Henry Barnard


Henry Barnard Famous memorial

Hartford, Hartford County, Connecticut, USA
Death 5 Jul 1900 (aged 89)
Hartford, Hartford County, Connecticut, USA
Burial Hartford, Hartford County, Connecticut, USA
Memorial ID 6688421 View Source

Educator, Reformer, Politician. He was born one of seven children in Hartford, Connecticut, to Captain Chauncey Bigelow Barnard (1764-1837), and his wife Elizabeth Andrews Barnard (1770-1831), on January 24, 1811. He was educated locally and attended Wilbraham & Monson Academy in Wilbraham, Massachusetts, and later graduated from the prestigious Yale University in Hartford, Connecticut, in 1835. Following his education, he was admitted to the Connecticut State Bar in 1835, and became a full-fledged lawyer by 1836. A Member of the Whig Party, he then entered politics and served as a Member of the Connecticut State House of Representatives from 1837 to 1839. While in office, he introduced legislation meant to aid the deaf, blind, and "insane." This activism soon brought him to focus on improving public education in the United States, which he believed was essential to keeping Americans able to self-govern. During his time in the Connecticut State House of Representatives, he also affected the passage of a bill which he drafted and introduced himself which provided for "the better supervision of the common schools" and established a board of "commissioners of common schools" in the State of Rhode Island. He also served as Secretary of the Board from 1838 until 1842, when the post was abolished. He worked hard during that time to reorganize and reform the common school system of the State of Rhode Island and went onto become a great and treasured reformer. In 1843, he was appointed by the then-Governor of Rhode Island James Fenner (1771-1846), to examine the public schools of the State of Rhode Island, and after his examination, he recommended such improvements and his work resulted in a massive reorganization and cleanup of the school system over the next couple of years. He then served as the First Commissioner of Public Schools in the State of Rhode Island from 1845 to 1849, and during his time in office, his administration was marked by a decided step in educational progress. The year he took office he also established the "Rhode Island Teachers Institute" at Smithville Seminary in Smithville, Rhode Island. After his time in Rhode Island, he returned to Connecticut and served as Superintendent of Common Schools and Principal of the Connecticut State Normal School in New Britain, Connecticut, from 1851 to 1855. He was also offered the newly created position of President of the University of Michigan in Ann Arbor, Michigan, in 1852, but he kindly declined the offer. He did, however, serve as the Agent of the Board of Regrets of the Normal School Funds and as Chancellor of the University of Wisconsin-Madison in Madison, Wisconsin, from 1859 to 1860. He also served as the President of St. John's College in Annapolis, Maryland, in 1866, and as the first United States Commissioner of Education from March 11, 1867, to March 15, 1870, under both United States President Andrew Johnson (1808-1875), and United States President Ulysses S. Grant (1822-1885). While serving in that position he was instrumental in laying down the foundation for the subsequent work of the Bureau of Education. He was also the founder and editor of several educational journals most notably the "Journal Of The Rhode Island Institute of Instruction" from 1846 to 1849, the "Connecticut Common School Journal" from 1851 to 1854, and the thirty-one volumes of the "American Journal Of Education" from 1855 to 1881, which are considered one of the most valuable compendiums of information on the subject ever brought together through the agency of one man. He continued to be involved in education and politics until his death. He was married to Josephine Sylvania Desnoyers Barnard (1821-1891), in Detroit, Michigan, on September 6, 1847, and the couple had three children together, Henry, Josephine, and Emily. He passed away following a long illness at his home in his native Hartford, Connecticut, on July 5, 1900, at the age of 89. On his passing a Mr. Francis Rexford Cooley (1863-1933), who worked as a clerk said of him, "The work he accomplished and the results he aimed at are shown in the present higher standard of the public schools of this state and the city of Hartford. Most of his work was done without reward other than the approval of his fellow citizens. The Hartford Public High School committee makes this public expression on behalf of the school, of its appreciation of his work and its great value to education in general and this school in particular, and has inscribed, this minute upon its records." His funeral was held in pomp fashion at his home on Main Street with many important people in attendance and with several flower arrangements around his broadcloth casket. A quartet from a local church sang the religious hymns, "Led Kindly Light," and "Abide With Me," before the services were conducted by the Reverend Francis Goodwin (1839-1923). Following the public funeral service at his residence, his body was taken to the cemetery where private family services were then conducted by Reverend Cornelius Gardner Bristol (1863-1901). He was buried in Cedar Hill Cemetery in Hartford, Connecticut, where several other famous personalities are also laid to rest. He was predeceased by his wife, his son, but was survived by his two daughters. The Henry Barnard School at Rhode Island College in Providence, Rhode Island, and the Henry Barnard School in New Rochelle, New York, are named in his honor. The Henry Barnard Elementary School in Enfield, Connecticut, is also named in his honor.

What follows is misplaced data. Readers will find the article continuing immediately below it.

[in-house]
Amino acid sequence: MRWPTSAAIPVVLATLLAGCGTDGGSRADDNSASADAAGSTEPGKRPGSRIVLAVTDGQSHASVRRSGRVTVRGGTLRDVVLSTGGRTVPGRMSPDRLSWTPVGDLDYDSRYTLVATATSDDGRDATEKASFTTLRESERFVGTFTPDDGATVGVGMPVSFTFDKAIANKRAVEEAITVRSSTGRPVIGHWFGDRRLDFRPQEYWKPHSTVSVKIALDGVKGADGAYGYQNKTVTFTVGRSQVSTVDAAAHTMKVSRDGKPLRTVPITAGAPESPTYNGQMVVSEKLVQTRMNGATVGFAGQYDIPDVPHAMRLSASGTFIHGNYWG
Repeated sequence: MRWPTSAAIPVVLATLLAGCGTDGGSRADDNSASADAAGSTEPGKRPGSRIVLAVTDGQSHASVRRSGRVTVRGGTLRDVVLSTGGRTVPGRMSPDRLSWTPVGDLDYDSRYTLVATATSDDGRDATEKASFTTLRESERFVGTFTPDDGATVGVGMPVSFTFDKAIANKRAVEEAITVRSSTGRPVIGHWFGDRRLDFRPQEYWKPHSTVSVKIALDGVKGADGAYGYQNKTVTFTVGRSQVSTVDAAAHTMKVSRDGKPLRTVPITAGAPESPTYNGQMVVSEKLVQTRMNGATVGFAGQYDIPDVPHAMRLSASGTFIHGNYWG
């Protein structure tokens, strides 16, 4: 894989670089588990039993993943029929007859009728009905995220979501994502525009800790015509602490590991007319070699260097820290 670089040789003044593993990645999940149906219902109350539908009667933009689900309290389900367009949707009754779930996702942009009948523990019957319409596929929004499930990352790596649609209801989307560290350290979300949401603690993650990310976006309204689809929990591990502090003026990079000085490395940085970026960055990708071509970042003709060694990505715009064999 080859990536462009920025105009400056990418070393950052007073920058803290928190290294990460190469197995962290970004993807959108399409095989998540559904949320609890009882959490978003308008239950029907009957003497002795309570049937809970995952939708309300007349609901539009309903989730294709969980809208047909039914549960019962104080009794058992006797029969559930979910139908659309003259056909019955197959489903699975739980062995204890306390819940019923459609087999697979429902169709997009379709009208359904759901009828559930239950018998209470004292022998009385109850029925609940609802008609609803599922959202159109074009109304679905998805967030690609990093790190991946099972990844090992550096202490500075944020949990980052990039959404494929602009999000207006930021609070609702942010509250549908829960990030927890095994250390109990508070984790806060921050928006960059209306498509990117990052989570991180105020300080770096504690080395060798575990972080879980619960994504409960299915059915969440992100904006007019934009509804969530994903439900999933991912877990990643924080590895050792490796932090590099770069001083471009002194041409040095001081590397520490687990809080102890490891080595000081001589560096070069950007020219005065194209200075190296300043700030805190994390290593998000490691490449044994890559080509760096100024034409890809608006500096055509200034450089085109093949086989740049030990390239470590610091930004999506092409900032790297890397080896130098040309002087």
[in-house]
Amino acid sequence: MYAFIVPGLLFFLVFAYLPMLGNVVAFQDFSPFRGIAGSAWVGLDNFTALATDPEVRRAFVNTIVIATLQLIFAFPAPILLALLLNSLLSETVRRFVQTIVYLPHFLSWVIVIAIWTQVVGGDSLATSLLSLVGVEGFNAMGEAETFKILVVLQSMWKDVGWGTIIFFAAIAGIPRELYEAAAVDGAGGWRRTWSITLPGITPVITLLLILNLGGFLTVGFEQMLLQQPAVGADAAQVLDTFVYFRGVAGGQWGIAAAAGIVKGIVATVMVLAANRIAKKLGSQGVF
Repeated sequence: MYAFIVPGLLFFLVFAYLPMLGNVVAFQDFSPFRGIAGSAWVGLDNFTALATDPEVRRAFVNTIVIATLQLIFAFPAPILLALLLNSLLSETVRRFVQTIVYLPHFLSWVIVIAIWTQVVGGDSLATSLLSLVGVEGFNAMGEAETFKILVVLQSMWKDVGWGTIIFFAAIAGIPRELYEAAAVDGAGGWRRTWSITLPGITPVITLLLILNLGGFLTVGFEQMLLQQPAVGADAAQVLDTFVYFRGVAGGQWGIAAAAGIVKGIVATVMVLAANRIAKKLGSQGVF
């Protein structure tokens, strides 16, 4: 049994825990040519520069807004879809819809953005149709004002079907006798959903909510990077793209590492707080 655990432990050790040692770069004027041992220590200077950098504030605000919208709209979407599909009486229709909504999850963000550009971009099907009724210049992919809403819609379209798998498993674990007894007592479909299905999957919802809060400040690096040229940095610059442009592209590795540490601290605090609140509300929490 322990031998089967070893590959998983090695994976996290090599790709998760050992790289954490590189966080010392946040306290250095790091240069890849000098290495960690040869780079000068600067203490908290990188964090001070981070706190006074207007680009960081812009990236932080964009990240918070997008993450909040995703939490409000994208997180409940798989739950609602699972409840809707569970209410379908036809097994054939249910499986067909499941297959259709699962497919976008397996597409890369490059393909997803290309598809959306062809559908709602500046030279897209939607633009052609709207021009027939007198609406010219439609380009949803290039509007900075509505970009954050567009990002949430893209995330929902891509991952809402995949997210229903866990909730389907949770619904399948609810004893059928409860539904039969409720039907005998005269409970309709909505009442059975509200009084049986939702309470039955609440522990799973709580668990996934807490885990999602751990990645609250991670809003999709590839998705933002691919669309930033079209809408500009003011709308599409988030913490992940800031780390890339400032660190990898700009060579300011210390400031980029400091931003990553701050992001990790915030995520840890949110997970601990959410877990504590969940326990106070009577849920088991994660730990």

Bio by: Kris 'Peterborough K' Peterson

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